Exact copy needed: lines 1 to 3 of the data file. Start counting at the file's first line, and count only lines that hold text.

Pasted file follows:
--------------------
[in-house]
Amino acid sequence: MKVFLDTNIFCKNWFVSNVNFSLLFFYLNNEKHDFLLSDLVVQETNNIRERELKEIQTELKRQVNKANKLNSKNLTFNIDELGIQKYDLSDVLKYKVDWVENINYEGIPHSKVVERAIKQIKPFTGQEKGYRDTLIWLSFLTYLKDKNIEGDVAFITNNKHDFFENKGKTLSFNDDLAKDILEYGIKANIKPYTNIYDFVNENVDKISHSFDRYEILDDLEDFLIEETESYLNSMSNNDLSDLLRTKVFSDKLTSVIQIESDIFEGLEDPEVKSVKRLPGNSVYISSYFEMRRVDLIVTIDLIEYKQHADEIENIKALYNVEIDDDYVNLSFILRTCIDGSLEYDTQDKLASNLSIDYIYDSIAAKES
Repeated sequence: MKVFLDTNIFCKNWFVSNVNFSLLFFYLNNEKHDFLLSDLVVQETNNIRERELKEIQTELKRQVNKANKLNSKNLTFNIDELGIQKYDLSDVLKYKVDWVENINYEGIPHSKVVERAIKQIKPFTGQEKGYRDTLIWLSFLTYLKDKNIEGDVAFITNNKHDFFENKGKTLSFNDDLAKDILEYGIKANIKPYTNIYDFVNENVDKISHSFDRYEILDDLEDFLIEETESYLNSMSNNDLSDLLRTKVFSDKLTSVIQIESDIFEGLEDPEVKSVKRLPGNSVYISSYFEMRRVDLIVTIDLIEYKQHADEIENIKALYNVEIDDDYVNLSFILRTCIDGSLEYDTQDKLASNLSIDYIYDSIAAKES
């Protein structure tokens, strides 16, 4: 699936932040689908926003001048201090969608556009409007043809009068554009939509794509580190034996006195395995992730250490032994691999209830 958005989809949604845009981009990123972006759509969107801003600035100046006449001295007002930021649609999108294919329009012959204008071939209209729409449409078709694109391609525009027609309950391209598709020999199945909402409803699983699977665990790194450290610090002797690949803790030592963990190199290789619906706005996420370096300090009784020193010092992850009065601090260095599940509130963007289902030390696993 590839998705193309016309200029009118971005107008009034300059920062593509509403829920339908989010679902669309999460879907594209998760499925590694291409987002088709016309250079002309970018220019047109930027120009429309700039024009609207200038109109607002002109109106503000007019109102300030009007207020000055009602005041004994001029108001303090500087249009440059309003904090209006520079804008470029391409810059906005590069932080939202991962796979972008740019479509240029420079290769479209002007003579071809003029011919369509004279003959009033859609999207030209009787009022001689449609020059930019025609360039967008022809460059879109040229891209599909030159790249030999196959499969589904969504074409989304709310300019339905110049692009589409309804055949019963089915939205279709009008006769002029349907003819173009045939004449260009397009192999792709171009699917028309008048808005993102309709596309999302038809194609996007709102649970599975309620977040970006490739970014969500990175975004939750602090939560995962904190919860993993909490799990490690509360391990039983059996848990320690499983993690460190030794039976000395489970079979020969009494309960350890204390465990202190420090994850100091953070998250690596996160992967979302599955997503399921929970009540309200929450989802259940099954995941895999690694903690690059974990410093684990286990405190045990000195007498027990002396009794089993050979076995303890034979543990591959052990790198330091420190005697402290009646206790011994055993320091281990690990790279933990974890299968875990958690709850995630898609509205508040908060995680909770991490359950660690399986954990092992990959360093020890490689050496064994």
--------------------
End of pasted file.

[in-house]
Amino acid sequence: MKVFLDTNIFCKNWFVSNVNFSLLFFYLNNEKHDFLLSDLVVQETNNIRERELKEIQTELKRQVNKANKLNSKNLTFNIDELGIQKYDLSDVLKYKVDWVENINYEGIPHSKVVERAIKQIKPFTGQEKGYRDTLIWLSFLTYLKDKNIEGDVAFITNNKHDFFENKGKTLSFNDDLAKDILEYGIKANIKPYTNIYDFVNENVDKISHSFDRYEILDDLEDFLIEETESYLNSMSNNDLSDLLRTKVFSDKLTSVIQIESDIFEGLEDPEVKSVKRLPGNSVYISSYFEMRRVDLIVTIDLIEYKQHADEIENIKALYNVEIDDDYVNLSFILRTCIDGSLEYDTQDKLASNLSIDYIYDSIAAKES
Repeated sequence: MKVFLDTNIFCKNWFVSNVNFSLLFFYLNNEKHDFLLSDLVVQETNNIRERELKEIQTELKRQVNKANKLNSKNLTFNIDELGIQKYDLSDVLKYKVDWVENINYEGIPHSKVVERAIKQIKPFTGQEKGYRDTLIWLSFLTYLKDKNIEGDVAFITNNKHDFFENKGKTLSFNDDLAKDILEYGIKANIKPYTNIYDFVNENVDKISHSFDRYEILDDLEDFLIEETESYLNSMSNNDLSDLLRTKVFSDKLTSVIQIESDIFEGLEDPEVKSVKRLPGNSVYISSYFEMRRVDLIVTIDLIEYKQHADEIENIKALYNVEIDDDYVNLSFILRTCIDGSLEYDTQDKLASNLSIDYIYDSIAAKES